Steve Ranger's Notebook: It's about time the IT department stopped meddling...
Company-issue gadgets are more trouble that they're worth. It's time IT departments got out of the way and let users make their own decisions, says silicon.com editor Steve Ranger.
A friend of mine showed me his brand-new work smartphone the other day. When we'd both stopped laughing, he admitted that he wasn't even going to bother charging the ugly, antiquated brick, and would instead continue to use his own, vastly superior phone.
He's not the only person I know who keeps a company-issue mobile stuffed in a desk drawer because using it in public is too embarrassing.
As a result of the bureaucracy of IT procurement, there's a very good chance that if your company gives you a phone or a laptop - don't even try asking for a tablet - it will be out of date before it even makes it to your desk, and ill-suited to your needs.
For many workers, these office-issue gadgets aren't useful business tools, but a ball and chain that you're obliged to drag around.
Workers aren't grateful for company hardware anymore - often it's more of a pain than a perk. Hardware innovation is a consumer game now, and business devices are nearly always playing catch-up. This failing is most obvious with smartphones and tablets.
Corporate procurement, with its long lead times and emphasis on getting the best price, is always going to struggle to ensure workers have the next big thing. But equipping your best staff with the wrong tools could really hurt your business.
The days when managers could dangle the offer of a company laptops or phones as a reward to staff are coming to an end, and IT departments and CIOs need to recognise that.
For many workers, laptops and smartphones are no longer unaffordable luxuries, but something they will have at home, often with a higher spec that the ones signed off by the finance director. Many graduates will be astounded to find that when they turn up on their first day in the office, they have better kit than the boss.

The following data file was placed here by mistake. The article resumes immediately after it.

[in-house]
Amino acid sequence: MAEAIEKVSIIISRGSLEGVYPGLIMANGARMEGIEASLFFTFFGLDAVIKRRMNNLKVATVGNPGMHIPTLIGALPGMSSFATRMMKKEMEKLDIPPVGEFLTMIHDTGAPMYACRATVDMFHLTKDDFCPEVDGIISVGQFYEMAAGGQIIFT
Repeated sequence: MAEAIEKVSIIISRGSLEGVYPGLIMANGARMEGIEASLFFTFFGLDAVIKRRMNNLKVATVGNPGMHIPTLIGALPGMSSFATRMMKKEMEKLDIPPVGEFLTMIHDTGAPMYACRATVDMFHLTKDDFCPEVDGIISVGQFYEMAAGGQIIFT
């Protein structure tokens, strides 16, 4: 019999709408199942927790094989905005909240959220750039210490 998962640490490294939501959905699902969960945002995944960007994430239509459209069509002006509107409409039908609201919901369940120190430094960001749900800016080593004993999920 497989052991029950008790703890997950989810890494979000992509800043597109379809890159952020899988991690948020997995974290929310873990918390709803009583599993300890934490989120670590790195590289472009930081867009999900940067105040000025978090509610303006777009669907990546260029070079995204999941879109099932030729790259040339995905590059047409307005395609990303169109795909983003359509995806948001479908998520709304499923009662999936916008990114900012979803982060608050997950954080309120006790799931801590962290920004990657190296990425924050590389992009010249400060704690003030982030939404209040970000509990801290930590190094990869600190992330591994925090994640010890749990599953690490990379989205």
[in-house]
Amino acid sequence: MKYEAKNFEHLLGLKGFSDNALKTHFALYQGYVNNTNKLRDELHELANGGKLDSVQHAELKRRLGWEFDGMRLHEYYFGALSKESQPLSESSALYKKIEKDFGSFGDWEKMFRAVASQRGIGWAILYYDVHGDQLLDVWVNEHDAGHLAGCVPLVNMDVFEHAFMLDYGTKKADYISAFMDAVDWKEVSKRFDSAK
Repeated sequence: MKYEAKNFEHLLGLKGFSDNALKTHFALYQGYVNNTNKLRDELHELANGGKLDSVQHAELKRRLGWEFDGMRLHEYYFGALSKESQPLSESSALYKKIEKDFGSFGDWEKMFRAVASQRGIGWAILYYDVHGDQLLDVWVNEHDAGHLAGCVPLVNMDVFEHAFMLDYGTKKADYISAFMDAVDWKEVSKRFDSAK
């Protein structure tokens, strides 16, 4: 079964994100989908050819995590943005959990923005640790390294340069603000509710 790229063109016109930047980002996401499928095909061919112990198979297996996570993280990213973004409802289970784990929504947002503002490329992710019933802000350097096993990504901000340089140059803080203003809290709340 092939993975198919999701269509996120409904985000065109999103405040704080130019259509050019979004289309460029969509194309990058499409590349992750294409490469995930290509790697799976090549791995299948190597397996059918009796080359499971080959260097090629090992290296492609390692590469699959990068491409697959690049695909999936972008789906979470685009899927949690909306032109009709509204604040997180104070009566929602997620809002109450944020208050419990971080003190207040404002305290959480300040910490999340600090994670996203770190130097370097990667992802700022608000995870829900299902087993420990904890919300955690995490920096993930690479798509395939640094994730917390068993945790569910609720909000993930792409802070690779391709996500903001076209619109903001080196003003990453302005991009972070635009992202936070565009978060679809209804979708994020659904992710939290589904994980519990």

Indeed, roles are reversed, and its bosses who are now grateful when staff bring their gadgets to work from home. One in three tablets sold is bought - with their own money - by people who want to use them at work.
Even the idea of having a work device and a home device seems ridiculously old-fashioned. No one wants to carry around lots of different phones - apart from the few who think that a Batman-style utility belt is an attractive fashion statement.
So what about the story of my friend and his new work phone? The company has wasted its money on the handset and the contract for a number that will never be used and managed to make itself look out of touch as well. Equally, my friend will have to use his own handset and pay his own bill - everyone loses out.
And yet, surveys have found that as many as two-thirds of CIOs feel that using personal devices in the workplace is too risky, and that a Canute-like 15 per cent have banned their use altogether. They should simply bow to the inevitable, set the policy but get out of the way.
Do CIOs and IT departments really want the bother of dishing out phones, laptops and soon tablets to a user base that knows at least as much about gadgets as they do? It's time to step back and hand over these decisions about what to buy - and the budget to do it - to the people who actually use the stuff.